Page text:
Figure 1. Simple CT scan carried out 48 hours after the procedure in case 1: persistent enhancement of the occipital region can be seen.

Case 2

Patient 75 years of age, hypertensive, hypercholesterolemic, and smoker. Admitted for non-Q AMI. Cardiac catheterisation via the right radial was carried out, which showed evidence of coronary disease of 2 vessels with stenosis of 99% of the middle Cx vessel and OM2, as well as stenosis of 75% of the middle and distal right coronary artery (RCA). Following diagnosis, the patient had an episode of temporal-spatial disorientation which lasted for some minutes and the only neurological deficit was the complete lack of vision, so the procedure was suspended. During the test, there were used 170mL of non-ionic contrast agent (Omnipaque?? 350 mg/mL), 5000 U of unfractionated heparin and spasmolytic cocktail (2.5 mg of verapamil and 200 µg of intraarterial nitroglycerine). The neurological assessment was otherwise normal. Renal functioning was normal both before and after the catheterisation. After 10 hours, progressive recuperation of visual acuity was recorded and no significant alterations were noted in the CT scan carried out after 12 hours. Recovery was complete after 48 hours. One week later another catheterisation was carried out and the described damages were treated without complications.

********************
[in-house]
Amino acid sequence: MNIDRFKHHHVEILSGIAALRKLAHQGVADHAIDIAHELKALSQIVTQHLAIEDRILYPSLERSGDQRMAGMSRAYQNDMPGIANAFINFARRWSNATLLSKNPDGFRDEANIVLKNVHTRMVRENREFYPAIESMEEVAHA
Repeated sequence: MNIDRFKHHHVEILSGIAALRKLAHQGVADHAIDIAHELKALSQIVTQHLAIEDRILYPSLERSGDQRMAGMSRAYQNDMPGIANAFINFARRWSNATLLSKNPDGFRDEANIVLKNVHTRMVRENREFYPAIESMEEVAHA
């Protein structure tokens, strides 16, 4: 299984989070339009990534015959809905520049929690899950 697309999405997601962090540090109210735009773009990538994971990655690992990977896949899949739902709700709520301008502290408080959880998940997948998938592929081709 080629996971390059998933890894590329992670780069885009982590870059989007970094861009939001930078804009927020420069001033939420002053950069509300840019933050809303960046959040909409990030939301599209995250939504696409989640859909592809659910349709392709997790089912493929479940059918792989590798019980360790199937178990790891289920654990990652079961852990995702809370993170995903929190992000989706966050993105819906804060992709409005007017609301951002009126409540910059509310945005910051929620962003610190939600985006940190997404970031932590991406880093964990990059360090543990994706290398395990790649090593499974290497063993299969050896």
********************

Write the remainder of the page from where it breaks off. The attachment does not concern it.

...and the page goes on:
Case 3

Patient 78 years of age, hypertensive, and dyslipemic. Nine years earlier the patient underwent quadruple aortocoronary bypass with a terminolateral graft of the left IMA to middle AD, and 3 saphenous grafts to D1, first marginal obtuse coronary artery, and posterior descendent. In the last few years, the patient was diagnosed with nephrotic syndrome of undetermined etiology. Currently suffering from chronic renal failure (creatinine clearance, 22 mL/min; basal creatinine serum, 3 mg/dL), pending dialysis. Admitted for spontaneous angina and coronary angiography carried out via the left radial which detected 90% stenosis in the left IMA graft.